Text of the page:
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In an iOS application, I have a struct that looks like this

typedef struct _Pixel {
  signed char r;
  signed char g;
  signed char b;
} Pixel;

In my code, I allocate an array of these with calloc:

Pixel* buff = calloc(width * height, sizeof(Pixel));

Now, this works perfectly in the simulator, but on the device, if I try to access buff[width * height - 1] (i.e. the last element in buff), I get an EXC_BAD_ACCESS.

This didn't make sense to me, so after a few hours of debugging, I wondered if it was some kind of alignment issue, so on a whim I tried:

typedef struct _Pixel {
  signed char r;
  signed char g;
  signed char b;
  signed char padding;
} Pixel;

making the size of Pixel a power of two.

This fixes the EXC_BAD_ACCESS, but it's awfully weird. Does anyone have any insight into what's going on here? Am I just masking the underlying problem by padding the struct or can alignment really cause a bad access (I thought alignment only had an effect on performance, not correctness).

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Hey Bill two things. Since SO does not let me edit one character,you got a typo in calloc. You are missing a parentheses in the end. As for your main problem, this sort of thing usually happens if you Either realloacate the buff somewhere else, or in one of the times you access it, you happen to accidentally go off-index. Do you do anything else to buff before trying to access the last element? –  Lefteris Feb 13 '12 at 3:46
    
check your values of width and height again...!!! –  Inder Kumar Rathore Feb 13 '12 at 4:04
    
This is code that has worked for months - the only difference is that I changed the type of the struct members from CGFloat to signed bytes. So width and height are not the problem - it's something to do with the layout of the struct. –  Bill Feb 13 '12 at 4:08
    
Can you include the line you use to access it? Are you trying to set the entire pixel, or just a field in it? –  Steven Fisher Feb 13 '12 at 4:17

2 Answers 2

EXC_BAD_ACCESS is related to alignment. Unlike x86, ARM requires memory access aligned to certain boundary.

To control alignment, use #pragma push, #pragma pack(n) and #pragma pop around.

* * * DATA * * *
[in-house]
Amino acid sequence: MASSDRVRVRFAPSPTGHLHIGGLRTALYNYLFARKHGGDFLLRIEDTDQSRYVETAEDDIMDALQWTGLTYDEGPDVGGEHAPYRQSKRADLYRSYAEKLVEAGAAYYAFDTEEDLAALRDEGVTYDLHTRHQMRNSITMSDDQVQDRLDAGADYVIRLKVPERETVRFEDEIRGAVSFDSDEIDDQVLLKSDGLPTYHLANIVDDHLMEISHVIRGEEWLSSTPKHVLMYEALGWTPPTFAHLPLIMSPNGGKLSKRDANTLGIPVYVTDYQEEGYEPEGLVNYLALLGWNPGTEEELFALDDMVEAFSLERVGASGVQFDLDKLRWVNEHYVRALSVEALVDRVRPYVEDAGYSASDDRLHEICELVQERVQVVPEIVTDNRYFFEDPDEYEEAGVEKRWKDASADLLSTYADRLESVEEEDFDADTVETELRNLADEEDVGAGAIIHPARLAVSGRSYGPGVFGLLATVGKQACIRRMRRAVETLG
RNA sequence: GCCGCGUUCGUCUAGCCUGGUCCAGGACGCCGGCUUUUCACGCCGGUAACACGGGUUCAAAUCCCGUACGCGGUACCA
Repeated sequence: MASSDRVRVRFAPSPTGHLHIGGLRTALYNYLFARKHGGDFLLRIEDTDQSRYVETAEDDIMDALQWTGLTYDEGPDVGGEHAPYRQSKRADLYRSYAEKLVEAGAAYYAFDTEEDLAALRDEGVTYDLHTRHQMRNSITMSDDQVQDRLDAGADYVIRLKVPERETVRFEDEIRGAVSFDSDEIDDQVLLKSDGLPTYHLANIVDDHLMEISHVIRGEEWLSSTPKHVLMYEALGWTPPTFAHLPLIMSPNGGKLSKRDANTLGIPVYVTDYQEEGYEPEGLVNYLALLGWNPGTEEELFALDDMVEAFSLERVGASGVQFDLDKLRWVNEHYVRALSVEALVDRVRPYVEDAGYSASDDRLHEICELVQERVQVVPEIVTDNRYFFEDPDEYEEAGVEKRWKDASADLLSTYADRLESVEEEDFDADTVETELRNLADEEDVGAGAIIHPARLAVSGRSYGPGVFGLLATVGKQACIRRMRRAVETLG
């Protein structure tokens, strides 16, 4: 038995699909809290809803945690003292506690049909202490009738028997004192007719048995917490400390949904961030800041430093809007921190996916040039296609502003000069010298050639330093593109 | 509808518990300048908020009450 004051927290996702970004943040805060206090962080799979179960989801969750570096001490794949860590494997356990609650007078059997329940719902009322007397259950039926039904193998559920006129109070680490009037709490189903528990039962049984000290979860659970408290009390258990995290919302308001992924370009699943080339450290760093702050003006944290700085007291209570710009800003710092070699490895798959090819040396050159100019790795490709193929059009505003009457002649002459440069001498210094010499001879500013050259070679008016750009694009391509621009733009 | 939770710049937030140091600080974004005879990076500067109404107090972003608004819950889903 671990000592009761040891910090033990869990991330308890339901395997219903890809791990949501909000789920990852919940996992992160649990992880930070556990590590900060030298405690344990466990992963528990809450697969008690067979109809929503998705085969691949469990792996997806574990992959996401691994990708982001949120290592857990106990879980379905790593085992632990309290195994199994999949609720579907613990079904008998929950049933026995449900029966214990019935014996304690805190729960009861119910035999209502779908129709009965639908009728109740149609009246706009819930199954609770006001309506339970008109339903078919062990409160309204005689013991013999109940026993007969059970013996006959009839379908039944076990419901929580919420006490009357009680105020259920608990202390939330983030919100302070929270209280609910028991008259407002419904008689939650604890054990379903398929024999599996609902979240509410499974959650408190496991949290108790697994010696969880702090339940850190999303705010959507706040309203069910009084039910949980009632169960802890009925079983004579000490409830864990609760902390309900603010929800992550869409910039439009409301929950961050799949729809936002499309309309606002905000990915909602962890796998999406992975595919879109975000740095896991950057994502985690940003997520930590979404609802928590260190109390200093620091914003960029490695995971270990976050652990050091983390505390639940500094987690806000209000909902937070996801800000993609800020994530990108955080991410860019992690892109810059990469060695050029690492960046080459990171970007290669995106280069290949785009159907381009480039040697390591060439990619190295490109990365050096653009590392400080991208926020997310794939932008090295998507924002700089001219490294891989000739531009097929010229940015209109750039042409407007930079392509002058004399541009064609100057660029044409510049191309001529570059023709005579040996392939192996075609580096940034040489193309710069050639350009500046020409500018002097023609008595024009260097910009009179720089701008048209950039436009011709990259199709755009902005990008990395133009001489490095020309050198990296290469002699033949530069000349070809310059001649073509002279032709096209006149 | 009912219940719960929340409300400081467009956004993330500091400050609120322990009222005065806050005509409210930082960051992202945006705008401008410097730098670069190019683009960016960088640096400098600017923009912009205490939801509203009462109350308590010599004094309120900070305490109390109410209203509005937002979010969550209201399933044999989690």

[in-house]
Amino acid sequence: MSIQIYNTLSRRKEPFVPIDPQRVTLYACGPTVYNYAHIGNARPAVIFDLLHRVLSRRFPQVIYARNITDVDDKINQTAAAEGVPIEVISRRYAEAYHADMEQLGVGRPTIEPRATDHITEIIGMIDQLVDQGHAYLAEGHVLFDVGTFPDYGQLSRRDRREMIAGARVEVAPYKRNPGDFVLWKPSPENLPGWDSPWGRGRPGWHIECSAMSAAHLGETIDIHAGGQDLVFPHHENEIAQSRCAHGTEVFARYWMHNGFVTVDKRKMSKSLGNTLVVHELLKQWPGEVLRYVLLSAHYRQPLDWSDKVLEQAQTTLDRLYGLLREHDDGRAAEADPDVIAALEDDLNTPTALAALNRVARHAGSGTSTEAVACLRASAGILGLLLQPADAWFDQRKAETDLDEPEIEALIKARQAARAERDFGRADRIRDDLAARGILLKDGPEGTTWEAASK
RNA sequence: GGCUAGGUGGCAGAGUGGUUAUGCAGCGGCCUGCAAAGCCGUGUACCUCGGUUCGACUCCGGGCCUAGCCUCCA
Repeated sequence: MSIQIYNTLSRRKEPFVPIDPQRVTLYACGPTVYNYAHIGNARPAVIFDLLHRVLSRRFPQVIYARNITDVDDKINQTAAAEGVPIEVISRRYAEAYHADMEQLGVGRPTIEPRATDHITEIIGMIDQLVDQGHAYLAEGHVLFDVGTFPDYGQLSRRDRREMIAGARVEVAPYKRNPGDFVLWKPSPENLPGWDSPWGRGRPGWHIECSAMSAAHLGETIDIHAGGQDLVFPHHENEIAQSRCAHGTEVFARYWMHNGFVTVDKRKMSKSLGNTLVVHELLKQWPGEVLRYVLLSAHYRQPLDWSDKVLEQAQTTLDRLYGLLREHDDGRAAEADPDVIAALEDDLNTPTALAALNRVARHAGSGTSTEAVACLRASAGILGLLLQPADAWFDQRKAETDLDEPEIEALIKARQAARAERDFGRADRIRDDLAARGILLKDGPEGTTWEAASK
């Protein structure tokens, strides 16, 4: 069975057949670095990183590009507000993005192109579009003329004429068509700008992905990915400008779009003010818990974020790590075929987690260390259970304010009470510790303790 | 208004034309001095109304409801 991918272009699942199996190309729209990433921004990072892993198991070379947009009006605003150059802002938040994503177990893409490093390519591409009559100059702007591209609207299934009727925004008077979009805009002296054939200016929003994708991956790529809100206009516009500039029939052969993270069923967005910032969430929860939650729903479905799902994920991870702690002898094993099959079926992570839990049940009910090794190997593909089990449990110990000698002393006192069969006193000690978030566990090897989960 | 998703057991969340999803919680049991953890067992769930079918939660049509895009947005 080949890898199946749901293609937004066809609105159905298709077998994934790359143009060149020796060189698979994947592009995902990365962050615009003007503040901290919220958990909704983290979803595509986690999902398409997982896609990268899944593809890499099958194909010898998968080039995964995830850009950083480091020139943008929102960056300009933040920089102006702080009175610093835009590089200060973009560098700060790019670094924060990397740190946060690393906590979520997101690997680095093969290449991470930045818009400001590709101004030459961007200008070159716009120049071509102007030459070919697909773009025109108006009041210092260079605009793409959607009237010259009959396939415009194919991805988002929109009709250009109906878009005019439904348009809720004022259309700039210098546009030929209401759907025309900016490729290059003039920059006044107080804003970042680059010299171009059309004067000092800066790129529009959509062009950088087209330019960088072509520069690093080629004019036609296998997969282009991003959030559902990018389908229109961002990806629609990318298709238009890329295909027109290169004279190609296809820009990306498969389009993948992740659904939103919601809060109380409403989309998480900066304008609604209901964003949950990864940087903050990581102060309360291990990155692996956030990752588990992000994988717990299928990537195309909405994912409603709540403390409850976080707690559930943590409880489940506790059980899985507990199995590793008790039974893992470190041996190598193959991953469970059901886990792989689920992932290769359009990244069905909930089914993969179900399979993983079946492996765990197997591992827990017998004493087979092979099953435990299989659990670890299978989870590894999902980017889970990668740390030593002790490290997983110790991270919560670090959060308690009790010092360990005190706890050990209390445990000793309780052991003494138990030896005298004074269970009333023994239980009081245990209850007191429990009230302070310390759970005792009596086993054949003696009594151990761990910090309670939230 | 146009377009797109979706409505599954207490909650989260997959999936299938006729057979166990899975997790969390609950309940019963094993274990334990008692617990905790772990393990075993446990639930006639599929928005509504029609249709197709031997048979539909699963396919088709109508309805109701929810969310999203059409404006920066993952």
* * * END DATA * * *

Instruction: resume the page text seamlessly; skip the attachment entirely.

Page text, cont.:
See http://tedlogan.com/techblog2.html

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2  
He did not ask how to control alignment. He asked if anyone knows why without the padding it causes EXC_BAD_ACCESS in the first place –  Lefteris Feb 13 '12 at 4:05
    
Mis-alignment is the cause of EXC_BAD_ACCESS, on ARM. Do not take the behaviors on x86 for granted. –  ZhangChn Feb 13 '12 at 4:15
    
it is strange, since he is accessing bytes, which should not suffer from alignment exceptions. Maybe the struct gets passed to a part of the application which was not recompiled after the struct change? –  Willem Hengeveld Feb 14 '12 at 15:53

It is the problem of alignment. The minimum structure alignment size is 4 bytes and it will vary according to the datatype declaration in structure (eg. double).Here if you print the size of single block, it will print 3 instead of 4. But if you print the size of your structure, it will print 4 because of the minimum alignment size.

Assume if you also have an 'int' element in the structure, then both the size of single block and structure will be 8. This is because of compiler forced allocate padding byte in between the chars and the int. For example

typedef struct {

signed char r;
signed char g;
signed char b;
}MyType;

MyType *type = (MyType *)calloc(20, sizeof(MyType));
printf("size: %ld", sizeof(MyType));
printf("size: %ld", sizeof(type[0]));

The first printf statement will print 4 and the second will print 3. Because the default structure alignment size is 4 bytes and actual allocation is 3 bytes. Now just add one int type in to the same structure.

typedef struct {

signed char r;
signed char g;
signed char b;

int i;           // New int element added here
}MyType;

MyType *type = (MyType *)calloc(20, sizeof(MyType));
printf("size: %ld", sizeof(MyType));
printf("size: %ld", sizeof(type[0]));

Here both printf statements will print 8. Because compiler forced to allocate a byte in between char and the int to just keep the alignment in to multiples of four. Then the structure will look like as given below,

typedef struct {

signed char r;
signed char g;
signed char b;

char padding;    // Padding byte allocated to keep alignment.

int i;
}MyType;

So you have to add a padding byte in your structure to keep the alignment because of the actual allocation is 3 bytes.

The structure allocation size also will vary according to the position of different datatype declarations inside the structure.

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